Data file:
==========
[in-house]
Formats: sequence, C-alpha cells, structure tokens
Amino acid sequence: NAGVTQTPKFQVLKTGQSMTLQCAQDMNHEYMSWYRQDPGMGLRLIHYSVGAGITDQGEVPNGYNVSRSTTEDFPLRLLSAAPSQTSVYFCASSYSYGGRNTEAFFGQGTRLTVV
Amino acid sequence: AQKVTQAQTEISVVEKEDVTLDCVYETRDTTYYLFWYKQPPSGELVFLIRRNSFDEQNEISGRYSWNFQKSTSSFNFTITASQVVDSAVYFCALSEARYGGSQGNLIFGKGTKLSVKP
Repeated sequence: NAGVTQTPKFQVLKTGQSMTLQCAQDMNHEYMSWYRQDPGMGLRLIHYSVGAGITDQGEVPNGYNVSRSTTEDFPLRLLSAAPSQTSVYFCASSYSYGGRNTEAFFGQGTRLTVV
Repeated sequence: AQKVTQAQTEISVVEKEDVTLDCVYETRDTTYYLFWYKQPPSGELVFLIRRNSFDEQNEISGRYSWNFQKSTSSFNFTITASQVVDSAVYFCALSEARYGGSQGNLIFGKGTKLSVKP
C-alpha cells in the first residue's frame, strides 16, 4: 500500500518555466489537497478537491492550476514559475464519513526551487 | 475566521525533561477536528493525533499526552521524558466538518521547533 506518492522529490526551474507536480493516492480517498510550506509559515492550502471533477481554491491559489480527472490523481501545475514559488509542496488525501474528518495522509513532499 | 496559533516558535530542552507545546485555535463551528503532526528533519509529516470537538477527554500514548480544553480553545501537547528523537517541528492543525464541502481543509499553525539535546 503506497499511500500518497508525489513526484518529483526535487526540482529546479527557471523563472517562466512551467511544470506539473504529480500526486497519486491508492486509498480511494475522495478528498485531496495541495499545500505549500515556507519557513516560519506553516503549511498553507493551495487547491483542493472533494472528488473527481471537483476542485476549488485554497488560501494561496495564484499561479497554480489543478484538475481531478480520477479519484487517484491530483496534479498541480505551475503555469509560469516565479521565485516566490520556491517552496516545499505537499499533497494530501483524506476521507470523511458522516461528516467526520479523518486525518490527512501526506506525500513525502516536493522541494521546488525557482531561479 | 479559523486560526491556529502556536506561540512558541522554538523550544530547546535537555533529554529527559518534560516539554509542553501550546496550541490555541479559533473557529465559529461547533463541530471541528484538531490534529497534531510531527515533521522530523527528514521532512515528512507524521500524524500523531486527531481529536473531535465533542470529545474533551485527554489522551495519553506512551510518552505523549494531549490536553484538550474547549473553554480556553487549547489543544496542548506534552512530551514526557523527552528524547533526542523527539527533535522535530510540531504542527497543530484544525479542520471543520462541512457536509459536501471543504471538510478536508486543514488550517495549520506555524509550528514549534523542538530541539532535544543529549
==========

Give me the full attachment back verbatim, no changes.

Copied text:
[in-house]
Formats: sequence, C-alpha cells, structure tokens
Amino acid sequence: NAGVTQTPKFQVLKTGQSMTLQCAQDMNHEYMSWYRQDPGMGLRLIHYSVGAGITDQGEVPNGYNVSRSTTEDFPLRLLSAAPSQTSVYFCASSYSYGGRNTEAFFGQGTRLTVV
Amino acid sequence: AQKVTQAQTEISVVEKEDVTLDCVYETRDTTYYLFWYKQPPSGELVFLIRRNSFDEQNEISGRYSWNFQKSTSSFNFTITASQVVDSAVYFCALSEARYGGSQGNLIFGKGTKLSVKP
Repeated sequence: NAGVTQTPKFQVLKTGQSMTLQCAQDMNHEYMSWYRQDPGMGLRLIHYSVGAGITDQGEVPNGYNVSRSTTEDFPLRLLSAAPSQTSVYFCASSYSYGGRNTEAFFGQGTRLTVV
Repeated sequence: AQKVTQAQTEISVVEKEDVTLDCVYETRDTTYYLFWYKQPPSGELVFLIRRNSFDEQNEISGRYSWNFQKSTSSFNFTITASQVVDSAVYFCALSEARYGGSQGNLIFGKGTKLSVKP
C-alpha cells in the first residue's frame, strides 16, 4: 500500500518555466489537497478537491492550476514559475464519513526551487 | 475566521525533561477536528493525533499526552521524558466538518521547533 506518492522529490526551474507536480493516492480517498510550506509559515492550502471533477481554491491559489480527472490523481501545475514559488509542496488525501474528518495522509513532499 | 496559533516558535530542552507545546485555535463551528503532526528533519509529516470537538477527554500514548480544553480553545501537547528523537517541528492543525464541502481543509499553525539535546 503506497499511500500518497508525489513526484518529483526535487526540482529546479527557471523563472517562466512551467511544470506539473504529480500526486497519486491508492486509498480511494475522495478528498485531496495541495499545500505549500515556507519557513516560519506553516503549511498553507493551495487547491483542493472533494472528488473527481471537483476542485476549488485554497488560501494561496495564484499561479497554480489543478484538475481531478480520477479519484487517484491530483496534479498541480505551475503555469509560469516565479521565485516566490520556491517552496516545499505537499499533497494530501483524506476521507470523511458522516461528516467526520479523518486525518490527512501526506506525500513525502516536493522541494521546488525557482531561479 | 479559523486560526491556529502556536506561540512558541522554538523550544530547546535537555533529554529527559518534560516539554509542553501550546496550541490555541479559533473557529465559529461547533463541530471541528484538531490534529497534531510531527515533521522530523527528514521532512515528512507524521500524524500523531486527531481529536473531535465533542470529545474533551485527554489522551495519553506512551510518552505523549494531549490536553484538550474547549473553554480556553487549547489543544496542548506534552512530551514526557523527552528524547533526542523527539527533535522535530510540531504542527497543530484544525479542520471543520462541512457536509459536501471543504471538510478536508486543514488550517495549520506555524509550528514549534523542538530541539532535544543529549